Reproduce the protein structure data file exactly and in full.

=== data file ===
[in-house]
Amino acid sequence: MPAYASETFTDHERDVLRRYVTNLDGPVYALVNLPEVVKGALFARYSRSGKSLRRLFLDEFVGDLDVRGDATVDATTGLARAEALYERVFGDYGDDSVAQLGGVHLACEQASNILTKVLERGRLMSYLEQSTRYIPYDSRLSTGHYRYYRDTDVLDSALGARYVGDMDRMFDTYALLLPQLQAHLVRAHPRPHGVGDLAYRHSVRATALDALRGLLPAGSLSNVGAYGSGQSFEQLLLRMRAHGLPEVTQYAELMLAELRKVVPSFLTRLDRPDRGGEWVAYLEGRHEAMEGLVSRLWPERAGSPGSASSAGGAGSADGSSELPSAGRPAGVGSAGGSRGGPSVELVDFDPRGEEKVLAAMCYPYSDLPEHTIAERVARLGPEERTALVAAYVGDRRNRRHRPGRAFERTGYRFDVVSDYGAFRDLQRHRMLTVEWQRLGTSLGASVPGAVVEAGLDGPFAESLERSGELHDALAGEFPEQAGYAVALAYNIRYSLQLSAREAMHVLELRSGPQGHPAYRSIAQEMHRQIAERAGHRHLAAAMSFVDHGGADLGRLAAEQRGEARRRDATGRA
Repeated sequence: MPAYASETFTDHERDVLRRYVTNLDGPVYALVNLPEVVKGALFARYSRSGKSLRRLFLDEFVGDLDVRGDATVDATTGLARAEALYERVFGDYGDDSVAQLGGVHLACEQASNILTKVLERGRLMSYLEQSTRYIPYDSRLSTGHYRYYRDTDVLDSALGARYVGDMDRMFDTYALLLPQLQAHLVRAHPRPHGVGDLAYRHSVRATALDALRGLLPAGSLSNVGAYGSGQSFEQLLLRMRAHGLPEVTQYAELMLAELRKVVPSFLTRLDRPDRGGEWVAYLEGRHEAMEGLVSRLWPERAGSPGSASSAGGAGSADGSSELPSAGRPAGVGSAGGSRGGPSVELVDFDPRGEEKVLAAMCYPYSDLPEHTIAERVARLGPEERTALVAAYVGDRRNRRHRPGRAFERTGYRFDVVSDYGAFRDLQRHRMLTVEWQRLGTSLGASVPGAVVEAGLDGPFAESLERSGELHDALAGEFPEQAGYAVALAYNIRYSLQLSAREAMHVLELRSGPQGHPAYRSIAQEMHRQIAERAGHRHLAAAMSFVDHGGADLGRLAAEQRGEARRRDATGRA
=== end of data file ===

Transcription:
[in-house]
Amino acid sequence: MPAYASETFTDHERDVLRRYVTNLDGPVYALVNLPEVVKGALFARYSRSGKSLRRLFLDEFVGDLDVRGDATVDATTGLARAEALYERVFGDYGDDSVAQLGGVHLACEQASNILTKVLERGRLMSYLEQSTRYIPYDSRLSTGHYRYYRDTDVLDSALGARYVGDMDRMFDTYALLLPQLQAHLVRAHPRPHGVGDLAYRHSVRATALDALRGLLPAGSLSNVGAYGSGQSFEQLLLRMRAHGLPEVTQYAELMLAELRKVVPSFLTRLDRPDRGGEWVAYLEGRHEAMEGLVSRLWPERAGSPGSASSAGGAGSADGSSELPSAGRPAGVGSAGGSRGGPSVELVDFDPRGEEKVLAAMCYPYSDLPEHTIAERVARLGPEERTALVAAYVGDRRNRRHRPGRAFERTGYRFDVVSDYGAFRDLQRHRMLTVEWQRLGTSLGASVPGAVVEAGLDGPFAESLERSGELHDALAGEFPEQAGYAVALAYNIRYSLQLSAREAMHVLELRSGPQGHPAYRSIAQEMHRQIAERAGHRHLAAAMSFVDHGGADLGRLAAEQRGEARRRDATGRA
Repeated sequence: MPAYASETFTDHERDVLRRYVTNLDGPVYALVNLPEVVKGALFARYSRSGKSLRRLFLDEFVGDLDVRGDATVDATTGLARAEALYERVFGDYGDDSVAQLGGVHLACEQASNILTKVLERGRLMSYLEQSTRYIPYDSRLSTGHYRYYRDTDVLDSALGARYVGDMDRMFDTYALLLPQLQAHLVRAHPRPHGVGDLAYRHSVRATALDALRGLLPAGSLSNVGAYGSGQSFEQLLLRMRAHGLPEVTQYAELMLAELRKVVPSFLTRLDRPDRGGEWVAYLEGRHEAMEGLVSRLWPERAGSPGSASSAGGAGSADGSSELPSAGRPAGVGSAGGSRGGPSVELVDFDPRGEEKVLAAMCYPYSDLPEHTIAERVARLGPEERTALVAAYVGDRRNRRHRPGRAFERTGYRFDVVSDYGAFRDLQRHRMLTVEWQRLGTSLGASVPGAVVEAGLDGPFAESLERSGELHDALAGEFPEQAGYAVALAYNIRYSLQLSAREAMHVLELRSGPQGHPAYRSIAQEMHRQIAERAGHRHLAAAMSFVDHGGADLGRLAAEQRGEARRRDATGRA